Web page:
A nationwide poll has found majority support for the government to continue to closely monitor abortions in New Zealand and the reasons for it, despite the Ministry of Health recently suggesting that there is not a use for collecting much of this information.
In the poll of 1,000 New Zealanders surveyed last month by Curia Market Research, respondents were asked “Should the Government continue to require data to be kept on the number of abortions and reasons for it, such as mental and physical health, rape etc and to monitor incidents of coercion, sex-selection, and whether there has been counselling support for women offered?”
A majority of 57% want the Government to continue to require thorough data to be kept on abortions, with 27% disagreeing, and 16% unsure or refusing to say.
There was no significance difference in support based on gender, age, area, or socio-economic factors. Labour and National supporters were both strongly supportive of continued monitoring.
This backs up previous polling in 2018 which found that 90% oppose sex selective abortions, 76% support doctors being required to verify a woman seeking an abortion is not under any coercion from a 3rd party, and 56% of women think the time limit should be less than 20 weeks.
The monitoring of abortions by the Abortion Supervisory Committee will no longer be happening under the new liberalised abortion regime, and there is no legislative requirement in the Abortion Legislation Act 2020 for the Director General of Health to provide the Minister of Health with an annual report on abortion. The Regulatory Assurance team at the Ministry of Health are currently reviewing what abortion statistics they will collect, but they have indicated in correspondence that they will be taking what we believe to be a weak approach to community concerns.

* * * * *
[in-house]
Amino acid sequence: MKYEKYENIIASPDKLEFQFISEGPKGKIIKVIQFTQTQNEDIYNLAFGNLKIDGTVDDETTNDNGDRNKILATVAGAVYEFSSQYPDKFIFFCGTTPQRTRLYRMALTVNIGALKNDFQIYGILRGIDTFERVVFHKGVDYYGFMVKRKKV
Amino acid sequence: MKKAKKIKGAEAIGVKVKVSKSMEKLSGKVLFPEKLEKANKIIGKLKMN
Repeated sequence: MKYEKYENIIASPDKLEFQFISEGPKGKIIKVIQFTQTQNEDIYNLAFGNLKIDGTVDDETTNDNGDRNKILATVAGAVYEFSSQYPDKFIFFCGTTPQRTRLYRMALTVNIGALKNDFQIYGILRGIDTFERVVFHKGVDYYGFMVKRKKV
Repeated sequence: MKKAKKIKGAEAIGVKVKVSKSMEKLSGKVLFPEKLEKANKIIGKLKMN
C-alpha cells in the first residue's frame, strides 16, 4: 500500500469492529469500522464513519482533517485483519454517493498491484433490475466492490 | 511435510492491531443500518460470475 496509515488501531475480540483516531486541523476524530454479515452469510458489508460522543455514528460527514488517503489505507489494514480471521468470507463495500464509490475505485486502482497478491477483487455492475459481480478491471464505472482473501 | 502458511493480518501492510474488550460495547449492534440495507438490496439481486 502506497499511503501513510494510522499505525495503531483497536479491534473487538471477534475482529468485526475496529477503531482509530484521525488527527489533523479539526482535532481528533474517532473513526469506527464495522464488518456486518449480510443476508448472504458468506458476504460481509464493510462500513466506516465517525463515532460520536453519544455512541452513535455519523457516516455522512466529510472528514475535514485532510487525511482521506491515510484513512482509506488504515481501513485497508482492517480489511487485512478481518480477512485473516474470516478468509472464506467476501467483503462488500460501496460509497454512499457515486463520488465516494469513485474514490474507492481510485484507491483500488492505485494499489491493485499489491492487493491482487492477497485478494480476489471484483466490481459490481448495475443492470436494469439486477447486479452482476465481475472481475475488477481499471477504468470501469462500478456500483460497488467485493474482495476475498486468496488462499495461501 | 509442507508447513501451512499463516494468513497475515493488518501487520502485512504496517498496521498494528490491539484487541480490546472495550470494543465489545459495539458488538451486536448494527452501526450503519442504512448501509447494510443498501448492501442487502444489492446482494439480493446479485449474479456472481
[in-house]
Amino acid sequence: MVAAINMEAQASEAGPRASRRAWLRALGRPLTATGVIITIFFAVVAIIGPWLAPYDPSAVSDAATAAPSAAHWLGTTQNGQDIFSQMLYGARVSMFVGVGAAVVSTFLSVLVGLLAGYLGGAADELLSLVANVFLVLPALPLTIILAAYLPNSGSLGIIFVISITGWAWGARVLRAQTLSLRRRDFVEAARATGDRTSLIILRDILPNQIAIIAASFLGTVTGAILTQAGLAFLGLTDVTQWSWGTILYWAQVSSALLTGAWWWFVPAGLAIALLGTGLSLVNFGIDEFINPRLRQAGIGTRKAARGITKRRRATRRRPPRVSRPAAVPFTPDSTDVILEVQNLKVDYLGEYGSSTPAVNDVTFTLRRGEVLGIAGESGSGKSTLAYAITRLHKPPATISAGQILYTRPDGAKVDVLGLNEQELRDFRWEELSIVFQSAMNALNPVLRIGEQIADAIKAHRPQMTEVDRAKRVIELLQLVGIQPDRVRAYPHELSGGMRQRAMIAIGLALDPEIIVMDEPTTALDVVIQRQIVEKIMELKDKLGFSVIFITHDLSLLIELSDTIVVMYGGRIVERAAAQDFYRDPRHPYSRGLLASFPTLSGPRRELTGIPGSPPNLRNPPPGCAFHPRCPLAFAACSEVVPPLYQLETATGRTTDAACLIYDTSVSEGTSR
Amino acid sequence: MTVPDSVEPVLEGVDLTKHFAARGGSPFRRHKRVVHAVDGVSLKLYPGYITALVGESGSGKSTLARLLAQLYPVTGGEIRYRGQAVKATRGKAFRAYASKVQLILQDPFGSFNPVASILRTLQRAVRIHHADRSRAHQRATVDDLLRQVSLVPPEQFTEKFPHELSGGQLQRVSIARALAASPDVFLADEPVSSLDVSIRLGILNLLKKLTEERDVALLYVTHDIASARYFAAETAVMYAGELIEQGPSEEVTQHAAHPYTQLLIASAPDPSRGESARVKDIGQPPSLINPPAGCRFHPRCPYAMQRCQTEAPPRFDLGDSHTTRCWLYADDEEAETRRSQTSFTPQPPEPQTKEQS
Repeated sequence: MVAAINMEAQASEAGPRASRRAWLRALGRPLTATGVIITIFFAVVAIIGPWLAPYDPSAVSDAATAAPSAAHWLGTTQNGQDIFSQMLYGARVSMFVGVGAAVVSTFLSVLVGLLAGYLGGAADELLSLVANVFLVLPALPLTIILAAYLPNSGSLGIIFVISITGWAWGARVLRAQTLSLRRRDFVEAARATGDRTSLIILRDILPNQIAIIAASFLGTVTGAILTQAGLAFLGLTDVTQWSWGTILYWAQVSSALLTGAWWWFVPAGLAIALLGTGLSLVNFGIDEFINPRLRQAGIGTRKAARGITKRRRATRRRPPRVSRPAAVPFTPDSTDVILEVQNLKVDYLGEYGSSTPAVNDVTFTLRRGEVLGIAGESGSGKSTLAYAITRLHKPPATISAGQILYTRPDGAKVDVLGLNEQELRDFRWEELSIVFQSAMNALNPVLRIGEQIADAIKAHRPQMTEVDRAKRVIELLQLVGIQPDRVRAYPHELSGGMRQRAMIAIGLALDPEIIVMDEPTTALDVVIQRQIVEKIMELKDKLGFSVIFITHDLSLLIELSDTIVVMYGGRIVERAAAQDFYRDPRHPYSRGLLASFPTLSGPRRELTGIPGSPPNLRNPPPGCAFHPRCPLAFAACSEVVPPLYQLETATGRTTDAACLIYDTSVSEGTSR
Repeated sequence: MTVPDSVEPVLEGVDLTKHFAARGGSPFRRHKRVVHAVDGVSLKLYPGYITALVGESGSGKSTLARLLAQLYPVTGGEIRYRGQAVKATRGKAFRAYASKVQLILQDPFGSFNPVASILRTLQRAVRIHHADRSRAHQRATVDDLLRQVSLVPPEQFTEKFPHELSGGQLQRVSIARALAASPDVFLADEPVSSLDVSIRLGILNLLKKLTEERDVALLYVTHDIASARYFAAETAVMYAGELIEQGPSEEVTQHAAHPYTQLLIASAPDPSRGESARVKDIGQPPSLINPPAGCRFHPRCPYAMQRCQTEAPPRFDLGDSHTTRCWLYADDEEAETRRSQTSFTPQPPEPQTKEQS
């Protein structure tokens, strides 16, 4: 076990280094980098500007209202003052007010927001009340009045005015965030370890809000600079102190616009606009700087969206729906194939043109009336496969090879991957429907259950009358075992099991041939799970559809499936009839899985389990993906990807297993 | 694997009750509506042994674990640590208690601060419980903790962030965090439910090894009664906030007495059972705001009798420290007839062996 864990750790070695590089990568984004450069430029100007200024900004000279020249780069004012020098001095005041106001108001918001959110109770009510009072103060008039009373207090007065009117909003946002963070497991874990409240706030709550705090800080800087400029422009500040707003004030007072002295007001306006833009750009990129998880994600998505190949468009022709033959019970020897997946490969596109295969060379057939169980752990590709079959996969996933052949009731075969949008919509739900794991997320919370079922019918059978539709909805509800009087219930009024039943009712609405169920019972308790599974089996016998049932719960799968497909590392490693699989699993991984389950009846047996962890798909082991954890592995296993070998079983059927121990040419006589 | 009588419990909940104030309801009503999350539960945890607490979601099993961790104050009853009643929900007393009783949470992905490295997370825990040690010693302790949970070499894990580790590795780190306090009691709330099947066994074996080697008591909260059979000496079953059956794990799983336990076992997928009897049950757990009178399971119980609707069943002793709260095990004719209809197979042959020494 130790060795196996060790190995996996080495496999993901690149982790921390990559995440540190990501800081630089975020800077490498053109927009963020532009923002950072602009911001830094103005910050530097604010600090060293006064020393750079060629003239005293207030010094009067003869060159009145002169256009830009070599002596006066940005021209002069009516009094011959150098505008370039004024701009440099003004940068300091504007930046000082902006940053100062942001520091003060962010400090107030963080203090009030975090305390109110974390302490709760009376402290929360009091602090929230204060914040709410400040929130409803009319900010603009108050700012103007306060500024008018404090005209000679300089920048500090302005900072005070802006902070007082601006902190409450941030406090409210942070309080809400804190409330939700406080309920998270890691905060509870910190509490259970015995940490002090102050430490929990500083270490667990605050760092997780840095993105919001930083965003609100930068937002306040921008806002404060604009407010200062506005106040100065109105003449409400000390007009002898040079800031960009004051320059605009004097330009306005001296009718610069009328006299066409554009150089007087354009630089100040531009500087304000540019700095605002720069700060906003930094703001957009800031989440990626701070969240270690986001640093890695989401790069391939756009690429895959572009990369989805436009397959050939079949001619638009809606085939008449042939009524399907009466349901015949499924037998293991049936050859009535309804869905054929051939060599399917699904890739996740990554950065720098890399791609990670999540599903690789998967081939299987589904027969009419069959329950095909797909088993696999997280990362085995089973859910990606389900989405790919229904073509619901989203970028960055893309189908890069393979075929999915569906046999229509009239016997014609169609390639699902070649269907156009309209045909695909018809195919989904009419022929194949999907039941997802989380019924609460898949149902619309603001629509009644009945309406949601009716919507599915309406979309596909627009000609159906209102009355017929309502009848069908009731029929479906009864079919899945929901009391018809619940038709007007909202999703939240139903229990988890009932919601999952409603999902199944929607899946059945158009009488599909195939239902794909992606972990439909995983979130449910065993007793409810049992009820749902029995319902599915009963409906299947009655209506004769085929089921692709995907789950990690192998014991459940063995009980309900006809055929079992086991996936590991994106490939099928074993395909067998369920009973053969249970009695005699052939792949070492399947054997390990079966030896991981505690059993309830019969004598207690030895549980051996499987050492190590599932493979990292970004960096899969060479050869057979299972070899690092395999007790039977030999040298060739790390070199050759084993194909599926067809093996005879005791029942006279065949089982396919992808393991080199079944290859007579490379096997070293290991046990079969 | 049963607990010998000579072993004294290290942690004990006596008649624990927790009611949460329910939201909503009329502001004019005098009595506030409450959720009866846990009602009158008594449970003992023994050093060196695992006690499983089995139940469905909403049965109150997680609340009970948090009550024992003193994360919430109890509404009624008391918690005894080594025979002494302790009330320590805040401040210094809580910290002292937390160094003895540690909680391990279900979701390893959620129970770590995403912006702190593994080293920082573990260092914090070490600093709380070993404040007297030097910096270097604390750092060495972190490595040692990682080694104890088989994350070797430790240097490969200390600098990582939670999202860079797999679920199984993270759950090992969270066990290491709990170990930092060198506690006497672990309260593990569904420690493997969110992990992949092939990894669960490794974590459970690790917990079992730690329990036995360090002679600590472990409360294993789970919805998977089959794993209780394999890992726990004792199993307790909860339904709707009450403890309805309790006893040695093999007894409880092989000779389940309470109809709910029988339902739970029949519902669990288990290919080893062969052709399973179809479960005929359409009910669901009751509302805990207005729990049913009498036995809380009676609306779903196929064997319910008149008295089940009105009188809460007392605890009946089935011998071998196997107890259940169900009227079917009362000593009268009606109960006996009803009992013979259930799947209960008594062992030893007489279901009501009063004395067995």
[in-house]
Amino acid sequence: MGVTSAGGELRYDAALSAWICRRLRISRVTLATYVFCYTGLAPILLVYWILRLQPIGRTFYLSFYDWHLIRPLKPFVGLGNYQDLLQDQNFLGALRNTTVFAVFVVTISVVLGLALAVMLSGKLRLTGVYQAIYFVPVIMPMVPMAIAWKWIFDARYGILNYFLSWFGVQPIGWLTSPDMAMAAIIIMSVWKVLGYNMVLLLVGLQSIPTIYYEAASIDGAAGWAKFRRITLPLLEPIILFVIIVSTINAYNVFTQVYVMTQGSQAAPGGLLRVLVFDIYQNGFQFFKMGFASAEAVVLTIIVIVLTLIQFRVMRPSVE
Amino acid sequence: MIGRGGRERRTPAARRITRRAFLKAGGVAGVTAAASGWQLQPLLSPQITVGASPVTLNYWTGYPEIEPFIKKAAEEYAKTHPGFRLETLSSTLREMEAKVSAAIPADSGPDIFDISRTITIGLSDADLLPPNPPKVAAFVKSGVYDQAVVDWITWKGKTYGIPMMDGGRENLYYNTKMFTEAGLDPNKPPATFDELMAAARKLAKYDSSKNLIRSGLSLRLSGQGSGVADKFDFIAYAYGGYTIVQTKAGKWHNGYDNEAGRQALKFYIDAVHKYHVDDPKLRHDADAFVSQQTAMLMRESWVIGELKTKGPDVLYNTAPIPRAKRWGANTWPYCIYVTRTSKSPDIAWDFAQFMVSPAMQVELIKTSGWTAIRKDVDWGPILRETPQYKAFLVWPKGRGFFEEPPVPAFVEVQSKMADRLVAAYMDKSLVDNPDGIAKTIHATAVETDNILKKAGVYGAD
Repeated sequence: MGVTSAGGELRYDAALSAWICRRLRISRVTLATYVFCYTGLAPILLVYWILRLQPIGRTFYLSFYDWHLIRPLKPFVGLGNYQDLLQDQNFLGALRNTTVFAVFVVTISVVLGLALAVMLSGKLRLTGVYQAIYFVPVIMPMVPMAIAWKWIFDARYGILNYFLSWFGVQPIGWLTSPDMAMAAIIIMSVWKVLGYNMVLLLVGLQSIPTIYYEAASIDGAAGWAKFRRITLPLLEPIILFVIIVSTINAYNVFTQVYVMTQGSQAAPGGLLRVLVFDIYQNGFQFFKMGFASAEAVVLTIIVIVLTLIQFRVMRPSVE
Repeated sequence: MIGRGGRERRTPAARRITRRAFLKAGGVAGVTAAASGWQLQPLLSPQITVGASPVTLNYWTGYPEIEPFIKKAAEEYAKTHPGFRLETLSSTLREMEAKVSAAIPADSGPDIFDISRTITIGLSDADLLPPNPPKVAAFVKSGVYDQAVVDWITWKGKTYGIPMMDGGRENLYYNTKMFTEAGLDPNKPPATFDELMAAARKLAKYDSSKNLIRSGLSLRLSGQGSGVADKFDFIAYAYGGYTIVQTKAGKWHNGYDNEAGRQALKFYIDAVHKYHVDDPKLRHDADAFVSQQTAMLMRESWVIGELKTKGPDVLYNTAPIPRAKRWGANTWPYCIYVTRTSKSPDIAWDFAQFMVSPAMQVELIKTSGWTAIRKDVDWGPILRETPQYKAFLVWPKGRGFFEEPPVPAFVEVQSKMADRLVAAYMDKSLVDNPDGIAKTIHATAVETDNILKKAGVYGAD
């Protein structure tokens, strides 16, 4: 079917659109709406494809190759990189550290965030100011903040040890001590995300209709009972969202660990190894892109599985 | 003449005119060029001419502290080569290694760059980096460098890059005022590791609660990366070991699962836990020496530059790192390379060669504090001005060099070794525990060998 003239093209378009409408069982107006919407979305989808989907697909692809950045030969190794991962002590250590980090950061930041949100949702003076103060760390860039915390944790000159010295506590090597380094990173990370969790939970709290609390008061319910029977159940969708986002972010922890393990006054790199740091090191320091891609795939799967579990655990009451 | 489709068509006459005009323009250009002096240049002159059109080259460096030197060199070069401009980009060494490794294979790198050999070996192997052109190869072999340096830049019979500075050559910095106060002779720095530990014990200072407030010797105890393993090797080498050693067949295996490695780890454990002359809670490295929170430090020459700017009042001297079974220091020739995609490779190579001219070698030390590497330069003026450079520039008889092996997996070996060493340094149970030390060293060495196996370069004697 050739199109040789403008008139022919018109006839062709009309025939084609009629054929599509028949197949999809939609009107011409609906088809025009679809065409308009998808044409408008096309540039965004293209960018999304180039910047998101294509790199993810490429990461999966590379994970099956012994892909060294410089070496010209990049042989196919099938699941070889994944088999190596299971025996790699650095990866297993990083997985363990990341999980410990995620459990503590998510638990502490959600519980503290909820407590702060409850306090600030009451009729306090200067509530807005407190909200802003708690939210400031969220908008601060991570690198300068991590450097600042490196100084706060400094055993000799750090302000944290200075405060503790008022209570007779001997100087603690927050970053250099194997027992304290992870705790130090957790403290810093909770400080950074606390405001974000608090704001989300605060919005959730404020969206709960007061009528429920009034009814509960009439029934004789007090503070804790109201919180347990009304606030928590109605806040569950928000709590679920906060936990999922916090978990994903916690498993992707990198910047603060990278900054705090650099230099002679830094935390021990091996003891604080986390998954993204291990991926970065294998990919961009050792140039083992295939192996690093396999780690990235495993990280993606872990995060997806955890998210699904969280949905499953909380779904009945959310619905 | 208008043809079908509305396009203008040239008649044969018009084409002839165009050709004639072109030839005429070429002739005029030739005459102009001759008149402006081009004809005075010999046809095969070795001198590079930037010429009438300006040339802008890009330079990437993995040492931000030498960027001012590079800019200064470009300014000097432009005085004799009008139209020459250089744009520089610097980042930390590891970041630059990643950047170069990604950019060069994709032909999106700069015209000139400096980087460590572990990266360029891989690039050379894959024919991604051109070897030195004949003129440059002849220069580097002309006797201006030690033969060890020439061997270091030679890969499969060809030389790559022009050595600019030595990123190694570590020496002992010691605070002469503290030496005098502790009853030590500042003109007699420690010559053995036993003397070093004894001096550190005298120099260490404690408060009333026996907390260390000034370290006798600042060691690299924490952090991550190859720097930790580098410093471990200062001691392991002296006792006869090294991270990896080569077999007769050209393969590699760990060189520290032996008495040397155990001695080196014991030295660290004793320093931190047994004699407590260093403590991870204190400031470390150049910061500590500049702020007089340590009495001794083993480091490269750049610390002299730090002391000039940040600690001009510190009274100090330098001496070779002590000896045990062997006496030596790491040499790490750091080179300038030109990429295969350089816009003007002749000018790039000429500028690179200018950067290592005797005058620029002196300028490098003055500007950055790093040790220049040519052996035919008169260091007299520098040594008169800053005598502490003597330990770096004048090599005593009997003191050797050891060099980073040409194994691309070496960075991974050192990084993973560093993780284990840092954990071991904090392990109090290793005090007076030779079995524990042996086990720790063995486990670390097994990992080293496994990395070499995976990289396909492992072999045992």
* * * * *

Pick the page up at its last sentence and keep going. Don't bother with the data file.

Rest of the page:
Disturbingly. the Ministry say that they “do not have a proposed use” for information around late term abortions despite significant concerns being raised during the recent debate by both the public and politicians to monitor this issue. Regarding the reasons for abortions, the Ministry said they “do not require this information to be collected”, and that they “would not have a use” for information around a diagnosis of fetal abnormality.
Also of concern is that they “do not believe it is likely that collecting information about sexual violation via the abortion notification forms would improve health outcomes”.
They say they have no intention to monitor the parental notification issue or whether requests for abortion are declined, except for where conscientious objection is a factor. On the positive side, they are interested in the prevalence of home-based abortions and also the provision of counselling.
Statistics around late-term abortions, abortions for foetal abnormality, sexual violation and coercion, home-based abortions, provision of counselling, requests for abortions being declined, numbers of teenagers having abortions where the parents are not notified – these are all issues that the community is concerned about and entitled to have publicly available statistical information on.
And it appears that kiwis across the political divide believe this statistical information should continue to be recorded in detail.
The nationwide poll was carried out during December and has a margin of error of +/- 3.1%.